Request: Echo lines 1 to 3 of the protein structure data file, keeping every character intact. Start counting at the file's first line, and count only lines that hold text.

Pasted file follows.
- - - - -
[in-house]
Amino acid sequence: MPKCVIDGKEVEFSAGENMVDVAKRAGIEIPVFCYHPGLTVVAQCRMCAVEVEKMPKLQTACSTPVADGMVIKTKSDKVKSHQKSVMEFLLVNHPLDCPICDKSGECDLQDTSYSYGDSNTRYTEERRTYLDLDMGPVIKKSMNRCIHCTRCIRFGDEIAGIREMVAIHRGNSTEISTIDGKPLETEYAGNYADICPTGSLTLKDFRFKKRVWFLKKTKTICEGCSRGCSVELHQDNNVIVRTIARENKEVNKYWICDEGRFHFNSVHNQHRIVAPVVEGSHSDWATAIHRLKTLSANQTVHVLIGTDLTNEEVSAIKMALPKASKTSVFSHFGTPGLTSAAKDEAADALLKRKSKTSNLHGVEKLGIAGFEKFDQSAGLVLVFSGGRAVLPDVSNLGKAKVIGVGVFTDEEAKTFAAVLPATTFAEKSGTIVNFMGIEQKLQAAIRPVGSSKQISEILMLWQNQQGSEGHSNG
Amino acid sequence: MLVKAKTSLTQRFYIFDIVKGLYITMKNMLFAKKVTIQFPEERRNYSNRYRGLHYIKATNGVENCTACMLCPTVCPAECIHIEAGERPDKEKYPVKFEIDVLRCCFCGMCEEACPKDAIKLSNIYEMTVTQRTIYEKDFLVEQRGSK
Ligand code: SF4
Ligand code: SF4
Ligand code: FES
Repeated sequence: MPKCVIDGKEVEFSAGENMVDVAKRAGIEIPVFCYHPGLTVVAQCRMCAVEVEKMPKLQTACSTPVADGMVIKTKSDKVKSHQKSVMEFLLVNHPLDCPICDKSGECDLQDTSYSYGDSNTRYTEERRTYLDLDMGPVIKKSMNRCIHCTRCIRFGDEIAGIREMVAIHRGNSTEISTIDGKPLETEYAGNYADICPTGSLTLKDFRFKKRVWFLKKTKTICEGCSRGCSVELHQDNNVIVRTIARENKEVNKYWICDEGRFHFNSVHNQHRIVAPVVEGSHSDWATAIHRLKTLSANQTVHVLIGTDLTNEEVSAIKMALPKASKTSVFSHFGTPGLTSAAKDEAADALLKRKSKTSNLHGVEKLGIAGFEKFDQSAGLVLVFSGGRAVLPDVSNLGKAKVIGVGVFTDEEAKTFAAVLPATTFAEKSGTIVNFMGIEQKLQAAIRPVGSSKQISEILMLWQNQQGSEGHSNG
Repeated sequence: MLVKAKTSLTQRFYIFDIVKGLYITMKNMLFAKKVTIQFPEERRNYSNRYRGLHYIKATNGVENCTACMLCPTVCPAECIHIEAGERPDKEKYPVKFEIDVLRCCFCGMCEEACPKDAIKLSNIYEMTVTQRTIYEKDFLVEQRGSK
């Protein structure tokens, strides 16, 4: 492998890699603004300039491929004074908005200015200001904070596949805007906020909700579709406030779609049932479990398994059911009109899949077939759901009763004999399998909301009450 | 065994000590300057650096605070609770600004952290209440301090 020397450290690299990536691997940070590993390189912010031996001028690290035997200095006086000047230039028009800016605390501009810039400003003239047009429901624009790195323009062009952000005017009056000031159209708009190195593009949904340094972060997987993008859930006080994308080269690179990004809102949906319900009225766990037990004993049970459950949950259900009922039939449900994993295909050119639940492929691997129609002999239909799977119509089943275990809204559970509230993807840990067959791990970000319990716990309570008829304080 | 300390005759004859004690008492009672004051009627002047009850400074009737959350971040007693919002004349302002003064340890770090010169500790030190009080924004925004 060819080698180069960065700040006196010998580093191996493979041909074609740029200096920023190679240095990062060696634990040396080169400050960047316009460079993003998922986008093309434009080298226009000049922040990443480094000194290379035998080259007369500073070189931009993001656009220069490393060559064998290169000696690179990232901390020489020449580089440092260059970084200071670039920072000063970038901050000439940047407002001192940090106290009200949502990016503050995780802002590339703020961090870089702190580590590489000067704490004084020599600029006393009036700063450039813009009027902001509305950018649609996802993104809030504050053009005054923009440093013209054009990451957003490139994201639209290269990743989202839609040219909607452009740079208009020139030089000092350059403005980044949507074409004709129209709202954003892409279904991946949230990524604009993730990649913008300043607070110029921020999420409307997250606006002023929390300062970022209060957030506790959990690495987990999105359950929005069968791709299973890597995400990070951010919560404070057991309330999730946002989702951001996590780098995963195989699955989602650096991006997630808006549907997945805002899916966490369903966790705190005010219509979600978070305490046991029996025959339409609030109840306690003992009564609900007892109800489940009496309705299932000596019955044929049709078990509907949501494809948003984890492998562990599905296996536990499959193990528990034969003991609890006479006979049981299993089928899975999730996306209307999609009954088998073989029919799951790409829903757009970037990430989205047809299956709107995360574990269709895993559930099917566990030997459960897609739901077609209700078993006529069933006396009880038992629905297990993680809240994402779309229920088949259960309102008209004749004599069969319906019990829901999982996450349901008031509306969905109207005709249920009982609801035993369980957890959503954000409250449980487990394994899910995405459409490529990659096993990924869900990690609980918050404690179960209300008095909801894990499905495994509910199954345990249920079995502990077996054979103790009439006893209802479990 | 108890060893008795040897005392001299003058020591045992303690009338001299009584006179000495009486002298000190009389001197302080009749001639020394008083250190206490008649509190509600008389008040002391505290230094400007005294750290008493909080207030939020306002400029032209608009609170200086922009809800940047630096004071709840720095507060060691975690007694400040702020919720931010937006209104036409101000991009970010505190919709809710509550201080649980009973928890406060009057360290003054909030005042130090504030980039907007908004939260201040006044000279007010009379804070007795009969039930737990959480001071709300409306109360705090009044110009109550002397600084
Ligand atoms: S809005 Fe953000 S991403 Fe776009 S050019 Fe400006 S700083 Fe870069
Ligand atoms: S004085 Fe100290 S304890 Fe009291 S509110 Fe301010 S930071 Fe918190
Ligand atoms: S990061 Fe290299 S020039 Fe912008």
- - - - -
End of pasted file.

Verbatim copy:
[in-house]
Amino acid sequence: MPKCVIDGKEVEFSAGENMVDVAKRAGIEIPVFCYHPGLTVVAQCRMCAVEVEKMPKLQTACSTPVADGMVIKTKSDKVKSHQKSVMEFLLVNHPLDCPICDKSGECDLQDTSYSYGDSNTRYTEERRTYLDLDMGPVIKKSMNRCIHCTRCIRFGDEIAGIREMVAIHRGNSTEISTIDGKPLETEYAGNYADICPTGSLTLKDFRFKKRVWFLKKTKTICEGCSRGCSVELHQDNNVIVRTIARENKEVNKYWICDEGRFHFNSVHNQHRIVAPVVEGSHSDWATAIHRLKTLSANQTVHVLIGTDLTNEEVSAIKMALPKASKTSVFSHFGTPGLTSAAKDEAADALLKRKSKTSNLHGVEKLGIAGFEKFDQSAGLVLVFSGGRAVLPDVSNLGKAKVIGVGVFTDEEAKTFAAVLPATTFAEKSGTIVNFMGIEQKLQAAIRPVGSSKQISEILMLWQNQQGSEGHSNG
Amino acid sequence: MLVKAKTSLTQRFYIFDIVKGLYITMKNMLFAKKVTIQFPEERRNYSNRYRGLHYIKATNGVENCTACMLCPTVCPAECIHIEAGERPDKEKYPVKFEIDVLRCCFCGMCEEACPKDAIKLSNIYEMTVTQRTIYEKDFLVEQRGSK